Your powers are not only a weapon, they are your vehicle. Each power you acquire has its own way of navigating you around the city. Smoke lets you quickly dash forward, through gates or fences, and into vents on the sides of buildings that propel you up onto the roof. Other powers have their own unique way of getting you around the city. If you’re anything like me, you’ll end up using neon the most, as not only can it be the quickest, it is the best looking.
Whether you are blasting at enemies, or traversing the high rises, the game looks fantastic. Built from the ground up specifically for the PS4, Second Son is a marvel to look at. Often I would find myself reaching the top of a building, only to slowly pan the camera 360 degrees to take in my surroundings. Absorbing powers from their sources is a joy, the animations for each power are done incredibly well (especially neon). The main character models are all done really well, and have the best facial animation I’ve ever seen in a game.
Second Son’s Seattle is not completely destructible, but your powers definitely allow for destruction. The D.U.P has set up mobile command centers and conduit gene fingerprint scanners throughout the city. Anything with D.U.P. on it is able to be blown to bits. Destroying finger scanners reward you with blast shards, which are the games currency for upgrading each of your powers. The mobile command centers are areas with a concentration of D.U.P. agents, once they are taken out the D.U.P. loses a considerable amount of control over that district of the map. This also shows where all the side missions and blast shards can be located in that district.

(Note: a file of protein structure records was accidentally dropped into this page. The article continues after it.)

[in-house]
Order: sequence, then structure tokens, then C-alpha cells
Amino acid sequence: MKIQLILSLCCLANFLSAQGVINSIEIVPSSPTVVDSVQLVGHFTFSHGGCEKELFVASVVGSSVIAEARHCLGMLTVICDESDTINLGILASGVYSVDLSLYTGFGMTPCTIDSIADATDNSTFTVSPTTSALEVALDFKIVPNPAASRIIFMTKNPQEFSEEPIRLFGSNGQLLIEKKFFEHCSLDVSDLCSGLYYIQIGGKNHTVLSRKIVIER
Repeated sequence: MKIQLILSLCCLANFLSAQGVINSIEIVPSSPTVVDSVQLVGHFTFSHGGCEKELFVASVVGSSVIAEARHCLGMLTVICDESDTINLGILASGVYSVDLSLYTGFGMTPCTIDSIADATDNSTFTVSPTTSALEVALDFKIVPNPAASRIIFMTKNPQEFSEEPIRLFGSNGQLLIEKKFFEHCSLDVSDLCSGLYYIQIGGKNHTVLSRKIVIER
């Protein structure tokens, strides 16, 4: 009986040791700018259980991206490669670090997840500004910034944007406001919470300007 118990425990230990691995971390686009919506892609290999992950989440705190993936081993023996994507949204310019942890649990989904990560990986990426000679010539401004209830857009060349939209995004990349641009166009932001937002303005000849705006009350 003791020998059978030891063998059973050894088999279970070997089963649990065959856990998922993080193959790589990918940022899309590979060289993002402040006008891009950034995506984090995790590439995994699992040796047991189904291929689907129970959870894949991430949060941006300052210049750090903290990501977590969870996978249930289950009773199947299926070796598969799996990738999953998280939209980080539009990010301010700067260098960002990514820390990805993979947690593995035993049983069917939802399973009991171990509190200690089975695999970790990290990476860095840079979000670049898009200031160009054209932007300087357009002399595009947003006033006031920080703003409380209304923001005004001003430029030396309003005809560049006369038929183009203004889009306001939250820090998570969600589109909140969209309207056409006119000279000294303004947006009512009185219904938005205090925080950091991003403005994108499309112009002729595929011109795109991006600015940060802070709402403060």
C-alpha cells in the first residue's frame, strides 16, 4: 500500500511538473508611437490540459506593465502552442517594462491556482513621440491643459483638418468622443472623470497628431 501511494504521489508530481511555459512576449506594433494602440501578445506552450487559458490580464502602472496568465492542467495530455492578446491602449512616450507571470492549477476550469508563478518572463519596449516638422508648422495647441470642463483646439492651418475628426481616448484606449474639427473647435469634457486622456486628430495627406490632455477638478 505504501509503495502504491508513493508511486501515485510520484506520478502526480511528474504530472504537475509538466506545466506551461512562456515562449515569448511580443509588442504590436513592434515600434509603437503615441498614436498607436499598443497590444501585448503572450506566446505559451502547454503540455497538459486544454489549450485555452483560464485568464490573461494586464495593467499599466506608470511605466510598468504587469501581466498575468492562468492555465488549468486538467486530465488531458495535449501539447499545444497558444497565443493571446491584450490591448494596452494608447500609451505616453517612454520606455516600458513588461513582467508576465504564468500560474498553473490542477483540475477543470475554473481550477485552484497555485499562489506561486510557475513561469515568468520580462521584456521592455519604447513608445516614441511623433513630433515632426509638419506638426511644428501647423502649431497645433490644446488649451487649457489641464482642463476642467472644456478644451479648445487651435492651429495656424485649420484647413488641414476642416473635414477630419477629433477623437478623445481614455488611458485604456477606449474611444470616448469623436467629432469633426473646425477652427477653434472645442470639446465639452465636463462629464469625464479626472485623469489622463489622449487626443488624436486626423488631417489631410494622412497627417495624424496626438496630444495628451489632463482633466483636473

Side missions essentially boil down to doing the same four activities in each district of the game. You’ll shoot down a hidden camera, find an audio log, chase a secret D.U.P agent, or tag the walls of structures with graffiti. They are a complete bore after the third or fourth time, and unfortunately are the only way to lower the D.U.P’s control over that district. With the exception of spray painting, which is done through some clever controller mechanics. Each piece of graffiti is unique,as you can choose to either create a “good” or “evil” piece of art, and some of them are actually really cool to see. Once the control percentage has dropped enough in a district, you can do a “District Showdown” which involves either eliminating enemies or helicopters.That’s about it.